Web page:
8. The Perfection (2019)

Looking for a psychological horror movie pertaining to #MeToo? The Perfection is that movie. This film focuses on Charlotte (Allison Williams) who returns to the music world after the death of her terminally ill mother. After reuniting with the head of the academy she formerly attended, his wife, and her former teachers, she meets Lizzie (Logan Browning), the prodigy who replaced her. By the end of the evening, Charlotte and Lizzie end up forming a connection and have sex. Charlotte’s intentions aren’t as pure as they seem, and several chaotic events lead Lizzie to chop off her hand. While it isn’t the most positive queer representation, the core relationship between Charlotte and Lizzie is beautifully complex. They’ve both experienced sexual violence at the hands of men who were meant to nurture them. And their combined desire for revenge against said men and those who were complicit runs deep. It’s an intense revenge horror that features a queer interracial relationship bound by unfortunate circumstances. Take it or leave it.


9.Bit (2019)

It’s not hard to cast trans actors to play trans characters and thankfully Bit actually did just that. This supernatural horror follows Laurel (Nicole Maines), a trans teen who moves to LA and meets a group of queer feminist vampires. The movie has a dreamy vibe to it and is incredibly neon/punk. Of course the vampires are killing men who are predators and overall shitty people. Nothing is lost there, but Laurel doesn’t want to participate in their vigilantism, leading to conflict within the group and some secrets coming to light by the end of the film. The queerness of the film is obvious and there’s not much to unpack in that regard. It’s very explicitly a queer feminist movie in terms of its approach, dialogue (which isn’t always the most solid), and choice of main characters. Would I consider it to be the most put together horror movie, let alone pertaining to vampires? Not really. In the end it’s a relatively fun watch, has some decent gore, and is unapologetic in its queerness. Nothing more or less.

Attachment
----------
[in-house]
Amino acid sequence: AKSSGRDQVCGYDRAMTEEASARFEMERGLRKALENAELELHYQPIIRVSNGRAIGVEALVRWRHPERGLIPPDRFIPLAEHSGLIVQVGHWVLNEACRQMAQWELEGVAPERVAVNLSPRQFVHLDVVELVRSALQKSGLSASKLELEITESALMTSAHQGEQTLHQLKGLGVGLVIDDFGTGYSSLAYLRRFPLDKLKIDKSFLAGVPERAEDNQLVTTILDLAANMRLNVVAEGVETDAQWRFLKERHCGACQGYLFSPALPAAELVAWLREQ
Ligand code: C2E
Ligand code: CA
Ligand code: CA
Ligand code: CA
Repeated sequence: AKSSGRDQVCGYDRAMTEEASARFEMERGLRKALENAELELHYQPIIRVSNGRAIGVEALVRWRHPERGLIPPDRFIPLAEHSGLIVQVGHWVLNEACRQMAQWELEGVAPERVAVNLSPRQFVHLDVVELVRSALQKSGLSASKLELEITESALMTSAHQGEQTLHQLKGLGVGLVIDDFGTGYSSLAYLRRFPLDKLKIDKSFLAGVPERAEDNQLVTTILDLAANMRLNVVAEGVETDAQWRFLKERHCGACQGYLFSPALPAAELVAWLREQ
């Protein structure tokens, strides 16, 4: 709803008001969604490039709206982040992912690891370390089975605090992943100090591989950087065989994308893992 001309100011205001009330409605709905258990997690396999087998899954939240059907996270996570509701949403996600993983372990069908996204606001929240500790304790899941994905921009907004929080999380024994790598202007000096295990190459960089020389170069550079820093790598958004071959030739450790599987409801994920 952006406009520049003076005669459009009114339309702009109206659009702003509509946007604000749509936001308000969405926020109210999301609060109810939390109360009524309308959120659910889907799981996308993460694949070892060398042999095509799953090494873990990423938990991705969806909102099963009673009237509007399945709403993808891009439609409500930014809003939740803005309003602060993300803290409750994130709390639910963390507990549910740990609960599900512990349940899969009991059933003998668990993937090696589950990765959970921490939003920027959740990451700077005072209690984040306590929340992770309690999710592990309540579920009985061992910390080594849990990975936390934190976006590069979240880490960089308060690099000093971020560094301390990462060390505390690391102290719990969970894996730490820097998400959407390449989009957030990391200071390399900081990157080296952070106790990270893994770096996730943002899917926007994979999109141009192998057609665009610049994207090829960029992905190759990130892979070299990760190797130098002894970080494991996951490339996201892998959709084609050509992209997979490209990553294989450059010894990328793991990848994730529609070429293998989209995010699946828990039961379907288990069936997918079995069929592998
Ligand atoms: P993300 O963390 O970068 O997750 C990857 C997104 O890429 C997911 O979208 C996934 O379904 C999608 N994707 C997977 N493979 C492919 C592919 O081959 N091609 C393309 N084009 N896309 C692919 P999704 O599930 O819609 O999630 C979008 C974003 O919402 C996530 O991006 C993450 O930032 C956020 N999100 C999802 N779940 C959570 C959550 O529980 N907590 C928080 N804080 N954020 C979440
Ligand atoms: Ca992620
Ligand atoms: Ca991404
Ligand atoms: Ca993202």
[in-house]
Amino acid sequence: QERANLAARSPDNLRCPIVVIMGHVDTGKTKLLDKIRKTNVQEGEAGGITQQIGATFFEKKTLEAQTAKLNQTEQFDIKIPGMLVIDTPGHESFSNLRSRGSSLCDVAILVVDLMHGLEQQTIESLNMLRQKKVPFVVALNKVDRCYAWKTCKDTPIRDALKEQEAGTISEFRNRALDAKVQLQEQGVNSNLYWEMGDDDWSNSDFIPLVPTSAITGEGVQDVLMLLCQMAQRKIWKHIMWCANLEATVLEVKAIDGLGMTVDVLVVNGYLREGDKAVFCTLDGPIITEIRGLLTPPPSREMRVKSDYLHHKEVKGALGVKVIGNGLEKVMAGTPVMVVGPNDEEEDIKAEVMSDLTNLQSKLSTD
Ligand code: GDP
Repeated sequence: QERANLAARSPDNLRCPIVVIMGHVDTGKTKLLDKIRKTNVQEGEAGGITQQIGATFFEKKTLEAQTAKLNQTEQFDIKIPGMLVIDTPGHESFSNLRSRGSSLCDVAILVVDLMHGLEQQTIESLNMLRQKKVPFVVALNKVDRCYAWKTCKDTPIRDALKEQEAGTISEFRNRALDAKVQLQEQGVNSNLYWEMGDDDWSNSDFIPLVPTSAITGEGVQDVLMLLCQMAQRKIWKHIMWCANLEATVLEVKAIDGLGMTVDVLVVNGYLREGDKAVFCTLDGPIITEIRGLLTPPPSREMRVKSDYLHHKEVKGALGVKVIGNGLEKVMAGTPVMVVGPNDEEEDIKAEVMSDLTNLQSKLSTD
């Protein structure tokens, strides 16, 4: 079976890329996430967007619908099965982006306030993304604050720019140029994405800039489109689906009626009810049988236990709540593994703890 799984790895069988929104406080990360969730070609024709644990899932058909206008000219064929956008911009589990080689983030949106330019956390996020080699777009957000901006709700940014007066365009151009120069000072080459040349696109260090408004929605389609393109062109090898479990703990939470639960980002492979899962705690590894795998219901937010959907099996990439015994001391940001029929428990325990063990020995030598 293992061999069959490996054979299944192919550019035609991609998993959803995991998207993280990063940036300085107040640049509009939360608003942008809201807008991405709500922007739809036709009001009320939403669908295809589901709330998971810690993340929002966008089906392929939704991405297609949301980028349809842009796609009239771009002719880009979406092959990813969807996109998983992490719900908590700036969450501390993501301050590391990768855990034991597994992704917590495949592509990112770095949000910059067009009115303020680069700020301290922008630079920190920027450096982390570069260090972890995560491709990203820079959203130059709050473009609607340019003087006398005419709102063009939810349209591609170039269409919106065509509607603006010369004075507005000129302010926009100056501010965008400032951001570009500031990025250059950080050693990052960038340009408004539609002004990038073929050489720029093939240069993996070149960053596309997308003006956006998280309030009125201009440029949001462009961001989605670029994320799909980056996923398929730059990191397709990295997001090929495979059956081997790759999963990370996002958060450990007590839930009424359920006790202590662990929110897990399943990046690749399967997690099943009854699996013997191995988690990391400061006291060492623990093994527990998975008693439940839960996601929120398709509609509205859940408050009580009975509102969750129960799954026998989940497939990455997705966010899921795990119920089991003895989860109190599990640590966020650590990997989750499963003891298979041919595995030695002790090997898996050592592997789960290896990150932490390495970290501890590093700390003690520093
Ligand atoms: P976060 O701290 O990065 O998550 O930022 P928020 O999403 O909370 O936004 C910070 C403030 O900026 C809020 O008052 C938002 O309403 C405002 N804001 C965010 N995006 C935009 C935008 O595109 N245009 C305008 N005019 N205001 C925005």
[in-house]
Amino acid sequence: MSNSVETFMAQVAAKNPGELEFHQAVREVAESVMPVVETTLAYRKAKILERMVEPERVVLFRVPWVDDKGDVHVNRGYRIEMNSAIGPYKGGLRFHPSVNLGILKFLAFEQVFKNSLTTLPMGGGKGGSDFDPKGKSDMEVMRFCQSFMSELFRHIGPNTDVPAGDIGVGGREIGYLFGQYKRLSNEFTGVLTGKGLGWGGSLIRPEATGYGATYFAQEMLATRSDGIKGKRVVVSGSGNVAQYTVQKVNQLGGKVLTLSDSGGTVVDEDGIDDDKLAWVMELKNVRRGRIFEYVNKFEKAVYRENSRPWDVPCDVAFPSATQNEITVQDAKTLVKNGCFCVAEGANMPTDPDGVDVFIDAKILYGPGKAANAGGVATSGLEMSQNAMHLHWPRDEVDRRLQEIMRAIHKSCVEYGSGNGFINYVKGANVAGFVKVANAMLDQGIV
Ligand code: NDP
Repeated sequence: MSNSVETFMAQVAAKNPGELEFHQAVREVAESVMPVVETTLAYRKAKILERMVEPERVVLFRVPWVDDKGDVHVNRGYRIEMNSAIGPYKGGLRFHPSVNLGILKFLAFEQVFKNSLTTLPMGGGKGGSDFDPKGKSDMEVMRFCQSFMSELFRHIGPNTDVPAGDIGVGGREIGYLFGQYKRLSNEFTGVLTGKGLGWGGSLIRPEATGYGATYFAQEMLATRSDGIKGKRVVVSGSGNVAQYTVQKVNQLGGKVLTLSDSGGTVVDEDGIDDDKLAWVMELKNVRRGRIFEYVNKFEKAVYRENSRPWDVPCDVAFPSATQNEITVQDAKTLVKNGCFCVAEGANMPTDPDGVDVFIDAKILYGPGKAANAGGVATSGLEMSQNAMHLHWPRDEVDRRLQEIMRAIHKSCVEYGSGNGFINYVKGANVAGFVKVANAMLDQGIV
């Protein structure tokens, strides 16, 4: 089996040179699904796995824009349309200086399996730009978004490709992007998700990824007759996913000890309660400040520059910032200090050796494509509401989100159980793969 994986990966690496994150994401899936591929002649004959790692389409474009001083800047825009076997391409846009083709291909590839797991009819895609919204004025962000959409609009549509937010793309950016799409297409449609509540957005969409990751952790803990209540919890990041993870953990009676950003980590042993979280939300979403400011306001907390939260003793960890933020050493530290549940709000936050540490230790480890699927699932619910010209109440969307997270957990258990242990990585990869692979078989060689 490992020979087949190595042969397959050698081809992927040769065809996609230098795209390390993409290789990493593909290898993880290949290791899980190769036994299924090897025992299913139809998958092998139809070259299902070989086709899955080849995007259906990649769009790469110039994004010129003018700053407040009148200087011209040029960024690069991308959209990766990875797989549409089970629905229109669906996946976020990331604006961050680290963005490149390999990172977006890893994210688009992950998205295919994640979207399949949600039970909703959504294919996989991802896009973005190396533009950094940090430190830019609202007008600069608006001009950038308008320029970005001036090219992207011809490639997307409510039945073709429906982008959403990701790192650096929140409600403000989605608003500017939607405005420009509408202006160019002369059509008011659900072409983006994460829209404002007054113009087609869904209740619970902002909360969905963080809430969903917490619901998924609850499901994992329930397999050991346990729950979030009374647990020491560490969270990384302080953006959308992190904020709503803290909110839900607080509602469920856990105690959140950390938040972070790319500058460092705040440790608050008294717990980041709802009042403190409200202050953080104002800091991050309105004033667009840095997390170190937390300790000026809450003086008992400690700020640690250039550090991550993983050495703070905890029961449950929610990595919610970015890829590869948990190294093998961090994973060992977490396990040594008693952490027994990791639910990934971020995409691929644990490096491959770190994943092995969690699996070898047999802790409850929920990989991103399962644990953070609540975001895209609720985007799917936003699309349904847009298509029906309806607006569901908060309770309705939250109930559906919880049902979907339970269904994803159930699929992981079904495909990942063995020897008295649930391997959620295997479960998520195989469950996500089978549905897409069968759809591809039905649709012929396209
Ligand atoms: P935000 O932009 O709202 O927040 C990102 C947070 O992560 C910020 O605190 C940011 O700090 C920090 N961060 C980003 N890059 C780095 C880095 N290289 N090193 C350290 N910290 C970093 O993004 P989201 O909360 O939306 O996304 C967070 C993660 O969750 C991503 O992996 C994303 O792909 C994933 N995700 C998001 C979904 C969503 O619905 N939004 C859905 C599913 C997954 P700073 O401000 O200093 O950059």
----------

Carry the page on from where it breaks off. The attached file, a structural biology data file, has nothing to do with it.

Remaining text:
10. Freaky (2020)

Definitely one of the best/most queer horror movies to come out of this chaotic year. Freaky focuses on teenager named Millie Kessler (Kathryn Newton) who unintentionally switches bodies with the local serial killer “The Blissfield Butcher” (Vince Vaughn). Maybe I’m biased because of how quickly this became a favorite horror movie of mine, but it’s the perfect queer horror-comedy. Blending queerness, comedy, and horror so well that it’s like fine wine. Also knowing that two gay men are behind this movie makes it all the better. What makes this movie queer are certain characters, such as Josh (Misha Osherovich) who is the tropey gay best friend, and the body/gender swapping. Having a middle-aged man be inside the body of a teenage girl (and vice-versa) as well as how their pronouns don’t change despite being in the other’s body is gold. Then there are the moments that Millie (in the Butcher’s body) has with Booker (Uriah Shelton), the boy she has feelings for. He doesn’t repel from Millie even with her being in a different body. He proceeds to tell her that she’s still Millie to him. Much fun can be had while watching this, especially if you’re a queer viewer.